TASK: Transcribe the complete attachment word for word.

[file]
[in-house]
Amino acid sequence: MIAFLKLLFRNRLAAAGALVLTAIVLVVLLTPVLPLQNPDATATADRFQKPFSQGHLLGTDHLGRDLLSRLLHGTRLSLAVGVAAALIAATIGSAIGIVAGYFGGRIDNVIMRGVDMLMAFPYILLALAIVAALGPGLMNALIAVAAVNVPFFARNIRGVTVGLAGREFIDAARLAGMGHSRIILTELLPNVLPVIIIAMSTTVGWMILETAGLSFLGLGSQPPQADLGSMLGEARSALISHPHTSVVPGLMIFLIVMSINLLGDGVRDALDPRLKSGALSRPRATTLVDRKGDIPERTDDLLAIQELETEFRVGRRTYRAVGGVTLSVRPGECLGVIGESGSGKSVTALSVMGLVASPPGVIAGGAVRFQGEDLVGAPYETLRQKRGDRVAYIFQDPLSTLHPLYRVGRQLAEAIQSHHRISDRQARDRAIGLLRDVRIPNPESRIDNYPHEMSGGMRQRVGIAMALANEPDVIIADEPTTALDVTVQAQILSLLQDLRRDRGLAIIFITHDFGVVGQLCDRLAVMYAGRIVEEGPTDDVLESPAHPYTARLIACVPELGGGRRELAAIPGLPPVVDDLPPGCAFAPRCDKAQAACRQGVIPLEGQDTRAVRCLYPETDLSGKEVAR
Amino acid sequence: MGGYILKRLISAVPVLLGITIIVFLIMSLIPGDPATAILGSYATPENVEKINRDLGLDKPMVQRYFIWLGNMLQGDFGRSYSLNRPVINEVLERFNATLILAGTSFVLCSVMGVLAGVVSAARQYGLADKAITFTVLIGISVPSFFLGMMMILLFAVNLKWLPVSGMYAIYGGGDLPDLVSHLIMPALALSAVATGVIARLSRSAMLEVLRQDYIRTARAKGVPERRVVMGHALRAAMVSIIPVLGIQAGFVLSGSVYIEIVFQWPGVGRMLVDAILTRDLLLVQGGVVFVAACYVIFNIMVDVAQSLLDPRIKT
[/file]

[in-house]
Amino acid sequence: MIAFLKLLFRNRLAAAGALVLTAIVLVVLLTPVLPLQNPDATATADRFQKPFSQGHLLGTDHLGRDLLSRLLHGTRLSLAVGVAAALIAATIGSAIGIVAGYFGGRIDNVIMRGVDMLMAFPYILLALAIVAALGPGLMNALIAVAAVNVPFFARNIRGVTVGLAGREFIDAARLAGMGHSRIILTELLPNVLPVIIIAMSTTVGWMILETAGLSFLGLGSQPPQADLGSMLGEARSALISHPHTSVVPGLMIFLIVMSINLLGDGVRDALDPRLKSGALSRPRATTLVDRKGDIPERTDDLLAIQELETEFRVGRRTYRAVGGVTLSVRPGECLGVIGESGSGKSVTALSVMGLVASPPGVIAGGAVRFQGEDLVGAPYETLRQKRGDRVAYIFQDPLSTLHPLYRVGRQLAEAIQSHHRISDRQARDRAIGLLRDVRIPNPESRIDNYPHEMSGGMRQRVGIAMALANEPDVIIADEPTTALDVTVQAQILSLLQDLRRDRGLAIIFITHDFGVVGQLCDRLAVMYAGRIVEEGPTDDVLESPAHPYTARLIACVPELGGGRRELAAIPGLPPVVDDLPPGCAFAPRCDKAQAACRQGVIPLEGQDTRAVRCLYPETDLSGKEVAR
Amino acid sequence: MGGYILKRLISAVPVLLGITIIVFLIMSLIPGDPATAILGSYATPENVEKINRDLGLDKPMVQRYFIWLGNMLQGDFGRSYSLNRPVINEVLERFNATLILAGTSFVLCSVMGVLAGVVSAARQYGLADKAITFTVLIGISVPSFFLGMMMILLFAVNLKWLPVSGMYAIYGGGDLPDLVSHLIMPALALSAVATGVIARLSRSAMLEVLRQDYIRTARAKGVPERRVVMGHALRAAMVSIIPVLGIQAGFVLSGSVYIEIVFQWPGVGRMLVDAILTRDLLLVQGGVVFVAACYVIFNIMVDVAQSLLDPRIKT